Article

Religion and Scarcity

Hector Avalos

in The Oxford Handbook of Religion and Violence

Published in print January 2013 | ISBN: 9780199759996
Published online March 2013 | | DOI: http://dx.doi.org/10.1093/oxfordhb/9780199759996.013.0037

Series: Oxford Handbooks

 Religion and Scarcity

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This chapter demonstrates the viability of a new theory for the role of religion in violence by applying it to cases ranging from the ancient to the modern world, and in the three Abrahamic religions (Judaism, Islam, and Christianity). It also describes how scarce resource theory can help elaborate religious violence. Moreover, the chapter reports how religion produces scarce resources, and then concentrates on: 1) access to the divine will, particularly through inscripturation, 2) sacred space, 3) group privileging, and 4) salvation. It is noted that religion is not the cause of all violence. Violence against scriptures can engage all sorts of permutations within the Abrahamic traditions. Sacred space is the source of violence in Abrahamic religions. The fact that religious violence is always immoral, and the fact that non-religious violence is not always immoral, is the key ethical distinction between religious and non-religious violence.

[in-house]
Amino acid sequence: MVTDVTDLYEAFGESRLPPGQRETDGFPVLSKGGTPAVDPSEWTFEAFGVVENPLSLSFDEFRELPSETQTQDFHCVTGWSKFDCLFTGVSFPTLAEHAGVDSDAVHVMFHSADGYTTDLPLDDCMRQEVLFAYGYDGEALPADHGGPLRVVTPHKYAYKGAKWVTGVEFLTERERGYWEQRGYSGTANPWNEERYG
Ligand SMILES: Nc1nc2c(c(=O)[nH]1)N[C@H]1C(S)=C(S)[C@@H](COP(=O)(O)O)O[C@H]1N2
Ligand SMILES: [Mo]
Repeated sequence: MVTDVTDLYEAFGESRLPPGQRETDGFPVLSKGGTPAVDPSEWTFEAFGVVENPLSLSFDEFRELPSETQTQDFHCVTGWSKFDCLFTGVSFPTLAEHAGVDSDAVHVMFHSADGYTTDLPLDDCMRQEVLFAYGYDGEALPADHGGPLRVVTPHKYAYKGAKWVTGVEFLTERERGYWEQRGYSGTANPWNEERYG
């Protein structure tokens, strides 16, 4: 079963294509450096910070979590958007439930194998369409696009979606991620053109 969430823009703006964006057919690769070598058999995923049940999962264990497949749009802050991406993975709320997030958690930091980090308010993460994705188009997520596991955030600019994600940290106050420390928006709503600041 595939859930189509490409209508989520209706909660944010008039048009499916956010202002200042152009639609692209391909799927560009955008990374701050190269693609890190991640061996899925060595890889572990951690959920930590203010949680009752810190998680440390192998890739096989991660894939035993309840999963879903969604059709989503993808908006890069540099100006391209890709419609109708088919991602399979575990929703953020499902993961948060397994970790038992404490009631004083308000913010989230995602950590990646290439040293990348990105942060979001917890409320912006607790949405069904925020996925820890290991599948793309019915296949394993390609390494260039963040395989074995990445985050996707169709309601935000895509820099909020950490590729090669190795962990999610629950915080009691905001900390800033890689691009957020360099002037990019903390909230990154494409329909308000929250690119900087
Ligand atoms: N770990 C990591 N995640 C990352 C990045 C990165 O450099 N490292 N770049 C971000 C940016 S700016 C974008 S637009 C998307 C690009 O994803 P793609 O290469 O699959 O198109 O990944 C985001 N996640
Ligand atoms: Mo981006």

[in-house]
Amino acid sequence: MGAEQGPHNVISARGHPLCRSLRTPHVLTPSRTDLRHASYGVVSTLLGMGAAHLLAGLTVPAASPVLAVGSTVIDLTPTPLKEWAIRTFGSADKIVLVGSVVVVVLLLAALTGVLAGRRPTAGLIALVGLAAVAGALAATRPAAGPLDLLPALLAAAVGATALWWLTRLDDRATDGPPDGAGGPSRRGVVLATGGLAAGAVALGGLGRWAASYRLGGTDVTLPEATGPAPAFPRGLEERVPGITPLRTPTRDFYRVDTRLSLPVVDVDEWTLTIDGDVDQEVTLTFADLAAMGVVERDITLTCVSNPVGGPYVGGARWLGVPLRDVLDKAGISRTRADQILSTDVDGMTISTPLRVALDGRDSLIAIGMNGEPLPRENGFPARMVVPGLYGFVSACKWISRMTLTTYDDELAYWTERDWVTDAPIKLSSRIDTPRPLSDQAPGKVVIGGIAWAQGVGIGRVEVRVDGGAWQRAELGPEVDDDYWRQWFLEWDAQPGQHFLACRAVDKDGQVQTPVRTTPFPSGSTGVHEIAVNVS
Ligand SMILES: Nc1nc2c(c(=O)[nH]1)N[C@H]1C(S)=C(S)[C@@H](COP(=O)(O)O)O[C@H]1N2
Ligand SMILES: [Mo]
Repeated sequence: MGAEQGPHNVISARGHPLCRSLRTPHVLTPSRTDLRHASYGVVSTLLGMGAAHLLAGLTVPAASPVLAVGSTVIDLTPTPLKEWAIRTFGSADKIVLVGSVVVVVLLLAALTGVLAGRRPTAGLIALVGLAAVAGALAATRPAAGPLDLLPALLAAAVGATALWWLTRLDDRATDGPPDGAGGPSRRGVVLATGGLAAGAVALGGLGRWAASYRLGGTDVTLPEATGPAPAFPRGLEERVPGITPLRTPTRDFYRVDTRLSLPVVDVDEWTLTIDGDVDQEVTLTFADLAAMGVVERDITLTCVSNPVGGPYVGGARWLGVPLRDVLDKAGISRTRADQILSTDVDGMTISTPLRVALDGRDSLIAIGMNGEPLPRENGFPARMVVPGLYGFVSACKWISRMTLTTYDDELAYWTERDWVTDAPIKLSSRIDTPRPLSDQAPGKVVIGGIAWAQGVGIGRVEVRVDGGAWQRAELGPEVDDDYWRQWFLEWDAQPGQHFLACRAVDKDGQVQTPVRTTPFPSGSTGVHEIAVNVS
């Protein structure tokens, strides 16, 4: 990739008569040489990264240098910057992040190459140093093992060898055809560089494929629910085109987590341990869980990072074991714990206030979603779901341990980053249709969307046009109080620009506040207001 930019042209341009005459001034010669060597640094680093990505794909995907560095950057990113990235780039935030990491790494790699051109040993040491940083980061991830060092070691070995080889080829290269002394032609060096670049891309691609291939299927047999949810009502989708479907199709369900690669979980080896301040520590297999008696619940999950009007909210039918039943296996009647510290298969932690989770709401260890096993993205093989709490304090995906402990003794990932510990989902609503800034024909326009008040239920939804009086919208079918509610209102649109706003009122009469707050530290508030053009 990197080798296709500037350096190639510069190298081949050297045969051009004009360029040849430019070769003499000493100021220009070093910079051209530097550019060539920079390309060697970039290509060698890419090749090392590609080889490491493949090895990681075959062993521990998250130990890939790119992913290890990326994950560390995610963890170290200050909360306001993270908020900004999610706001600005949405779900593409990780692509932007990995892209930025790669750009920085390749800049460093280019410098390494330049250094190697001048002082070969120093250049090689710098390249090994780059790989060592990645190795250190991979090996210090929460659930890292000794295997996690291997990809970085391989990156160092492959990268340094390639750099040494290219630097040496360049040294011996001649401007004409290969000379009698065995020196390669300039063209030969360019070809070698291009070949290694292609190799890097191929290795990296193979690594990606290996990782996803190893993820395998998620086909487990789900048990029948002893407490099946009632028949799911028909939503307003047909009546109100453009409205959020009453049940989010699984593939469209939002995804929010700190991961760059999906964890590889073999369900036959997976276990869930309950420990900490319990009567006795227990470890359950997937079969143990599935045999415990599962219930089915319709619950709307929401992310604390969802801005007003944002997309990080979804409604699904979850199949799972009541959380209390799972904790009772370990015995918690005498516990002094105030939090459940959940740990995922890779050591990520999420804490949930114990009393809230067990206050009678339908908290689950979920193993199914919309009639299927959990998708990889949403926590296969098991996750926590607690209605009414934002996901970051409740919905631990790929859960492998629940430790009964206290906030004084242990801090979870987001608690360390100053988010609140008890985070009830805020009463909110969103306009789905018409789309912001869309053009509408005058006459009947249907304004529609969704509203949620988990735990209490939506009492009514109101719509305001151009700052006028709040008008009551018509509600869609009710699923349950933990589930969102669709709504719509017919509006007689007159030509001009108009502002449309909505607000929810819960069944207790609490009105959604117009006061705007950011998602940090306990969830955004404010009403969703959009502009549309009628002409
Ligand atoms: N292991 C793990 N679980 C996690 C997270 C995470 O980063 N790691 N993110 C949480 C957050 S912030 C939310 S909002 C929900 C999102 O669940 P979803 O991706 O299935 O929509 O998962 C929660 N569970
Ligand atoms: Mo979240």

Keywords: religious violence; scarce resource theory; Judaism; Islam; Christianity; inscripturation; sacred space; group privileging; salvation; scriptures

Article.  7699 words. 

Subjects: Religion ; Religious Studies ; Philosophy of Religion ; Comparative Religion

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